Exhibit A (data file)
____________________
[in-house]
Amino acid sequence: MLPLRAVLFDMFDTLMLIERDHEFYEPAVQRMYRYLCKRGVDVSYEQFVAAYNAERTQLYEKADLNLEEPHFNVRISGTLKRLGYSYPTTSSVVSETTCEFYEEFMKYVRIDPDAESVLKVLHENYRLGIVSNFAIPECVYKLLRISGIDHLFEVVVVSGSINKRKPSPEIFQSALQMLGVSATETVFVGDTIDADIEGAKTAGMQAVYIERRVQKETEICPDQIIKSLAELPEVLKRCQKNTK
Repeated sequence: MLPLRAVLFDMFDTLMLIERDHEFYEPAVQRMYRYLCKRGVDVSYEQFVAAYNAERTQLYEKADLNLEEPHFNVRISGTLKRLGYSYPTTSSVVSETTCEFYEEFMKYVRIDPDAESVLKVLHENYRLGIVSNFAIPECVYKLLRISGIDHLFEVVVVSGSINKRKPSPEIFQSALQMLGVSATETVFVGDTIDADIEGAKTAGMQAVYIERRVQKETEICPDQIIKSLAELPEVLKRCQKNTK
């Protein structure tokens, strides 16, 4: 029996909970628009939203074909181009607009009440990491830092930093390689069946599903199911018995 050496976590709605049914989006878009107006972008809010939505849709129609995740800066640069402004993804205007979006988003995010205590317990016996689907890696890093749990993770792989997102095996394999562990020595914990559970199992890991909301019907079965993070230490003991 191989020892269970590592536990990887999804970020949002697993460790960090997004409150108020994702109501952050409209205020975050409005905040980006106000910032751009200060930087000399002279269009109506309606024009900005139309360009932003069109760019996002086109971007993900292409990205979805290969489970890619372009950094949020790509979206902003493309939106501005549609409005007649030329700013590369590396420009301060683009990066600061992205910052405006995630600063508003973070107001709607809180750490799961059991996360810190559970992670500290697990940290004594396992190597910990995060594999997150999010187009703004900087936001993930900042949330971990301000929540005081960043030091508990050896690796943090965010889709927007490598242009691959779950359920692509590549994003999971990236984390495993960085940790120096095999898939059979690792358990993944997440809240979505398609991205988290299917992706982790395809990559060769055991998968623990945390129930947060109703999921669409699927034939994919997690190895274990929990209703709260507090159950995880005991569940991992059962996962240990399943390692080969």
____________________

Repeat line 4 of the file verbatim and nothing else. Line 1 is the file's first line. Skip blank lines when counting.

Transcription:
């Protein structure tokens, strides 16, 4: 029996909970628009939203074909181009607009009440990491830092930093390689069946599903199911018995 050496976590709605049914989006878009107006972008809010939505849709129609995740800066640069402004993804205007979006988003995010205590317990016996689907890696890093749990993770792989997102095996394999562990020595914990559970199992890991909301019907079965993070230490003991 191989020892269970590592536990990887999804970020949002697993460790960090997004409150108020994702109501952050409209205020975050409005905040980006106000910032751009200060930087000399002279269009109506309606024009900005139309360009932003069109760019996002086109971007993900292409990205979805290969489970890619372009950094949020790509979206902003493309939106501005549609409005007649030329700013590369590396420009301060683009990066600061992205910052405006995630600063508003973070107001709607809180750490799961059991996360810190559970992670500290697990940290004594396992190597910990995060594999997150999010187009703004900087936001993930900042949330971990301000929540005081960043030091508990050896690796943090965010889709927007490598242009691959779950359920692509590549994003999971990236984390495993960085940790120096095999898939059979690792358990993944997440809240979505398609991205988290299917992706982790395809990559060769055991998968623990945390129930947060109703999921669409699927034939994919997690190895274990929990209703709260507090159950995880005991569940991992059962996962240990399943390692080969």